The Bad Science blog has a category titled Cash for “Stories” and the Apathy Sketchpad blog has recently covered equations in The Telegraph and the Daily Mail. It occurs to me that, rather than demeaning science and making media whores of academics (usually mathemeticians or scientists as far as I can tell), the firms buying science for cheap publicity could actually get publicity and make themselves look good by sponsoring worthwhile research. Instead of commissioning a group of scientists to work out ‘how to make the perfect cup of tea’ or paying a mathemetician to come up with a bullshit equation for ‘the perfect…’, they could sponsor something that would add to the sum of human knowledge and possibly even help us with some aspect of, say, medical science.
I think that businesses buying joke equations may contribute to a public perception of scientists spending their days doing wacky research that has no relation to or bearing on everyday life as experienced by said public. I’ve actually heard people blame scientists for ‘pissing around with stupid experiments like why bread always falls butter side down’ instead of curing cancer. I don’t think it occurs to them that these scientists are only researching toast because Mr Bun the Baker has paid them to. If he paid them to research something more worthwhile then they would probably do so. The same goes for Mr Teabag and his ‘perfect cuppa’ or Mrs Travel Agent and her ‘most depressing day’ equation.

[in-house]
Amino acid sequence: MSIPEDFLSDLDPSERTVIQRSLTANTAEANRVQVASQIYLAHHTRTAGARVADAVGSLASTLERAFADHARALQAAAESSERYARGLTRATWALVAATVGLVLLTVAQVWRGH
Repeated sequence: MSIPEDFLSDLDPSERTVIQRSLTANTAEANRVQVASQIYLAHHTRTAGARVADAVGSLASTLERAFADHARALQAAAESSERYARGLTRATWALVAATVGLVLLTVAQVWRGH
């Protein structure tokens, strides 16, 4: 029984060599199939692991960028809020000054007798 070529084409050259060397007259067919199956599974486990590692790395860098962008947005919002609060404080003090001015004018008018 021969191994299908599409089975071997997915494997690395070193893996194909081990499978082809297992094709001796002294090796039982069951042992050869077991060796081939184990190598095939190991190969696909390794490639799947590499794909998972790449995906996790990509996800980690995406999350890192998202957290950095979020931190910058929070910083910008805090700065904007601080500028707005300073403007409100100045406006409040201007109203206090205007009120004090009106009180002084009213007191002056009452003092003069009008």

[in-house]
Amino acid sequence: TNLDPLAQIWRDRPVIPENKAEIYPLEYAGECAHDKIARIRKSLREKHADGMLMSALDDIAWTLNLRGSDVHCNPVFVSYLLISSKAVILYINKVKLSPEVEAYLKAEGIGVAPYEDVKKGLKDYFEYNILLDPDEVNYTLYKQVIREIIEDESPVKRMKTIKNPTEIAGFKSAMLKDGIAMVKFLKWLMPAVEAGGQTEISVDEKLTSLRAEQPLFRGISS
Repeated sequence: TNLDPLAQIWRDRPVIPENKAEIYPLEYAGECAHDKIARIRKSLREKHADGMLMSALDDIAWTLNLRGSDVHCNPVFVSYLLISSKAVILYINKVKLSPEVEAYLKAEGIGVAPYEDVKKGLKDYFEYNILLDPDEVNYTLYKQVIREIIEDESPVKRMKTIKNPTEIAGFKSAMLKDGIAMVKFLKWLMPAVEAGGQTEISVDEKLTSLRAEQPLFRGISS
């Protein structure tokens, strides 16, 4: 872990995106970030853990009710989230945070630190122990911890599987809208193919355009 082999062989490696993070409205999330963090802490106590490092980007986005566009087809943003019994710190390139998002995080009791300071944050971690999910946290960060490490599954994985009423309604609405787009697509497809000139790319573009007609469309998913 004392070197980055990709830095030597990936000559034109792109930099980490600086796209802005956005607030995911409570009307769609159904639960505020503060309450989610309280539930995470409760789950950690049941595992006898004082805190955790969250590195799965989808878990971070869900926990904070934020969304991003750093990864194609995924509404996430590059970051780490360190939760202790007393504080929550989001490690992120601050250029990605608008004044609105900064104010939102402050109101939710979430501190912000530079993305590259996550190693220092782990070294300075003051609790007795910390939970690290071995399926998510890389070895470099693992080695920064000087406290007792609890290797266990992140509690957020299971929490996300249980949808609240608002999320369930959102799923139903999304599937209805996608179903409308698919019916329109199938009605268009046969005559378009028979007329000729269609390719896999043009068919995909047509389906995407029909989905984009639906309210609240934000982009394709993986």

I don’t think there’s anything intrinsically wrong with business sponsoring science, I’d just prefer it if the research was worthwhile, rather than being pseudo-research that makes a mockery of science and turns the scientists and mathematicians responsible into corporate whores. The public understanding of science isn’t that great – we could really do with improving the situation and business buying cheap publicity through science certainly doesn’t help.
[*Mind you, neither does Lionel Milgrom with his PoMo nonsense (see shpalman for more), John Briffa with his own peculiar philosophy of science (APGaylard has a good post on this) or Patrick Holford with his misrepresentation of the science (see HolfordWatch or BadScience for more on PH). Claiming a meta analysis of RCTs was biased because it didn’t include two association studies that happened to have results and conclusions he liked? Oh dear. For more on Holford’s lack of understanding of RCTs, you can click here and listen to the excellent Tom Sanders on Radio 4’s Rise of The Lifestyle Nutritionists].